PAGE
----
The invention of cooking has long been recognized as a critical step in human development. Ancient cooking would have initially involved the use of fires or pits and the invention of ceramic cooking vessels led to an expansion of food preparation techniques. Cooking would have allowed the consumption of previously unpalatable or even toxic foodstuffs and would also have increased the availability of new energy sources. Remarkably, until now, evidence of cooking plants in early prehistoric cooking vessels has been lacking.
Significantly, over half of the vessels studied were found to have been used for processing plants based on the identification of diagnostic plant oil and wax compounds. Detailed investigations showed a broad range of plants were processed, including grains, the leafy parts of terrestrial plants, and most unusually, aquatic plants.
The plant chemical signatures from the pottery show that the processing of plants was practiced for over 4,000 years, indicating the importance of plants to the ancient people of the prehistoric Sahara.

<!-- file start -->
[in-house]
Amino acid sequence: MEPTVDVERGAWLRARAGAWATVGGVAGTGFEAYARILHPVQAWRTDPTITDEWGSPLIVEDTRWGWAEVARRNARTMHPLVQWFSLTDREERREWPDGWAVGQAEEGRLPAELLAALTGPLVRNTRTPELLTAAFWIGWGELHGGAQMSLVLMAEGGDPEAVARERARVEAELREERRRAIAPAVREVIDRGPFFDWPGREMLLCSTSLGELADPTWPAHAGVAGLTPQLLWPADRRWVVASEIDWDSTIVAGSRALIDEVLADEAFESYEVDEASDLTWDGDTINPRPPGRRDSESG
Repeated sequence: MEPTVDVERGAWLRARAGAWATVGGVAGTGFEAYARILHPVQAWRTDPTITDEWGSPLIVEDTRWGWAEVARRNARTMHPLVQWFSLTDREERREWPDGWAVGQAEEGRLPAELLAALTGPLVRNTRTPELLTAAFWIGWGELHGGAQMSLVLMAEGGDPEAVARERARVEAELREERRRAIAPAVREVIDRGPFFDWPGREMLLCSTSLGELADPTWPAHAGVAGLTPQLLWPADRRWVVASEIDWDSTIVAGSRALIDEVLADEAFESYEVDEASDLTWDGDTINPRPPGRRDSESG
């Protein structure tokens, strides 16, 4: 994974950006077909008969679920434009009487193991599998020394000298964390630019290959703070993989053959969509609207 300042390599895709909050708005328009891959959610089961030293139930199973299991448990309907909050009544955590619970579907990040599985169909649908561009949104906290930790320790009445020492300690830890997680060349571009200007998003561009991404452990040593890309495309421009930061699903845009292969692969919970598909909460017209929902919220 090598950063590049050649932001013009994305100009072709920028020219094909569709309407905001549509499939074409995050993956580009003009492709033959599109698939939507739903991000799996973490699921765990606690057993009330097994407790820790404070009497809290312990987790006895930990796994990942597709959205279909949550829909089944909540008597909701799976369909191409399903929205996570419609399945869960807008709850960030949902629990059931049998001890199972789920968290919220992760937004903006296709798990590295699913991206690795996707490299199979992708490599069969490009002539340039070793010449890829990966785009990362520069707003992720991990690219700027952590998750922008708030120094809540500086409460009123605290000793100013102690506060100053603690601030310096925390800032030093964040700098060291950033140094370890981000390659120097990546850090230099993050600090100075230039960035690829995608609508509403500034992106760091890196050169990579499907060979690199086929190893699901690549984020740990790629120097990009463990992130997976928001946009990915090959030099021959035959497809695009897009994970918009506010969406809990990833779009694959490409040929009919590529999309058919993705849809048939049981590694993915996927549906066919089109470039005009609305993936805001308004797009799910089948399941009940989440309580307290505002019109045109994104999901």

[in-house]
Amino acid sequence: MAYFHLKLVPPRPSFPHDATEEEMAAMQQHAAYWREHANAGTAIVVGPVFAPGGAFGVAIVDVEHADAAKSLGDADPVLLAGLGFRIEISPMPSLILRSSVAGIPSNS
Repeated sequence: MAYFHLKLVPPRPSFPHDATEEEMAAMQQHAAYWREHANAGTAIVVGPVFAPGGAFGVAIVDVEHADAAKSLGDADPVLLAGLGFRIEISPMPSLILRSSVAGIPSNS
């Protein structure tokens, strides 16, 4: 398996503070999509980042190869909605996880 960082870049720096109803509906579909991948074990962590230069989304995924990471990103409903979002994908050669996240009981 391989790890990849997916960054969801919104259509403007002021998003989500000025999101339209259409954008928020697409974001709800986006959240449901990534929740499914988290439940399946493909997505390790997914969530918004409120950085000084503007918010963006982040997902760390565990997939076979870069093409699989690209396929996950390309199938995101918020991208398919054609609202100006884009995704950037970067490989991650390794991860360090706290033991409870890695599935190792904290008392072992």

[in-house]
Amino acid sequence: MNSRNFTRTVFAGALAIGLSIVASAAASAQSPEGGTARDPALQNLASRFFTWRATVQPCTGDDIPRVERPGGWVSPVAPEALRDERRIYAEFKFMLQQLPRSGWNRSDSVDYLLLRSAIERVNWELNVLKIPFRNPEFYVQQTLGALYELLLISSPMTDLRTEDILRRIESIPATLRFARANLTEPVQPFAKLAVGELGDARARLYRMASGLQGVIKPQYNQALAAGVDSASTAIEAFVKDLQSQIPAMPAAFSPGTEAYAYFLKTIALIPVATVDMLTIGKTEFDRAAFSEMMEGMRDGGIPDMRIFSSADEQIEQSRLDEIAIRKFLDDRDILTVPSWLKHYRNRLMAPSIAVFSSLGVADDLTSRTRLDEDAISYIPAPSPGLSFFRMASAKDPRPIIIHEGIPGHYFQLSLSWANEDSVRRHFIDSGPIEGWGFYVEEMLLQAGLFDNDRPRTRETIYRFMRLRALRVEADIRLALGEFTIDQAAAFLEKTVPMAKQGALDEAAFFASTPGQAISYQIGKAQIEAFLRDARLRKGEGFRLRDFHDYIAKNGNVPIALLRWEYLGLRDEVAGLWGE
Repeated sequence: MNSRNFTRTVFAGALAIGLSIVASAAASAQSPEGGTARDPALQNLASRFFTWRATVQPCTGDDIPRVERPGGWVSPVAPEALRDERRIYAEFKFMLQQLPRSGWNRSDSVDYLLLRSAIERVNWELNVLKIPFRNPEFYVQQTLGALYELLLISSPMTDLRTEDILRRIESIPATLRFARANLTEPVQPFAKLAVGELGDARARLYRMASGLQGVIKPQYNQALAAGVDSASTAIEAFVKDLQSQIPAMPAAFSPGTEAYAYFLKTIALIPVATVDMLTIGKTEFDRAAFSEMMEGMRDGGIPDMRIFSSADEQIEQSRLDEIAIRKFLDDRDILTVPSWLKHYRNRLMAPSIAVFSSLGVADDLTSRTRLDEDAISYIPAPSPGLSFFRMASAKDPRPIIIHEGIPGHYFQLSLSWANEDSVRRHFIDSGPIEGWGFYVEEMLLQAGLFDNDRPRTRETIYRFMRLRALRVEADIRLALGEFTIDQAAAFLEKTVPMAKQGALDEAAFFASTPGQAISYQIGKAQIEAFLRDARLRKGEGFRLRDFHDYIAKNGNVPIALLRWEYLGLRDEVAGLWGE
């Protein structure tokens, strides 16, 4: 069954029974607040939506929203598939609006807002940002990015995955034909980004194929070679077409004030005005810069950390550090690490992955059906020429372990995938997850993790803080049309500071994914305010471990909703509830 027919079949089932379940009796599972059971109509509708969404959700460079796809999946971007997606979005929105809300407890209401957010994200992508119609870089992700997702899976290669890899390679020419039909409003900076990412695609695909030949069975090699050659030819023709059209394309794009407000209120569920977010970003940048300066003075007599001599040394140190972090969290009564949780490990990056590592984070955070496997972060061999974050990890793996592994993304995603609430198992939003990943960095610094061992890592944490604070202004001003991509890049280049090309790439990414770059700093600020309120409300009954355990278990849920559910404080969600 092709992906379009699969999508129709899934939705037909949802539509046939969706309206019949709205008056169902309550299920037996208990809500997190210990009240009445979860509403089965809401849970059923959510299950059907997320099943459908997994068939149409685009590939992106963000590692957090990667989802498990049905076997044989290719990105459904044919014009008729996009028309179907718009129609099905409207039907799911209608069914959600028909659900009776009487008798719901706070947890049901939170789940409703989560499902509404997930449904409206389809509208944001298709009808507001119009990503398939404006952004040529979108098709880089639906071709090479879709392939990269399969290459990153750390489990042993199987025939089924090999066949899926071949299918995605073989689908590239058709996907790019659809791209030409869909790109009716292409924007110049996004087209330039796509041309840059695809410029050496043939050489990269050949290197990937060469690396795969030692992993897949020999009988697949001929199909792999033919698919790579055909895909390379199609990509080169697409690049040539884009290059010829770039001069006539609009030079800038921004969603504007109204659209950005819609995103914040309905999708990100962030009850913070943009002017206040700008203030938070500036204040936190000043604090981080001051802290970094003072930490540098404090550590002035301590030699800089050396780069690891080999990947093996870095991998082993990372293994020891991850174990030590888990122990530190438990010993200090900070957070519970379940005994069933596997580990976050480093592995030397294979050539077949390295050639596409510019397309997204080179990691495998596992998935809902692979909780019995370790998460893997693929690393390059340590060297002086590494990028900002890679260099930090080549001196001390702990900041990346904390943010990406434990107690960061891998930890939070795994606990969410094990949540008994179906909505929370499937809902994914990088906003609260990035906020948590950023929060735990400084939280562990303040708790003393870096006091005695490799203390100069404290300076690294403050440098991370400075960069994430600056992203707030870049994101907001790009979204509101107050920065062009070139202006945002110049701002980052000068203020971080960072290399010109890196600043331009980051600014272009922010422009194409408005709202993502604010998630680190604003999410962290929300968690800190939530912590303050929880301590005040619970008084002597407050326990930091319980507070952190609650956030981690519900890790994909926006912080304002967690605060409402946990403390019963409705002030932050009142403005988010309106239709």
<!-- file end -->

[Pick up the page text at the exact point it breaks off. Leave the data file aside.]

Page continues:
"These findings emphasize the sophistication of these early hunter-gatherers in their utilisation of a broad range of plant types, and the ability to boil them for long periods of time in newly invented ceramic vessels would have significantly increased the range of plants prehistoric people could eat," said Dr. Julie Dunne, a post-doctoral research associate in Bristol's School of Chemistry and lead author of the findings.
University of Bristol
Out of the Past
Hunter-Gatherer Archaeology as Historical Process
Artwork: Prehistoric Pottery Kit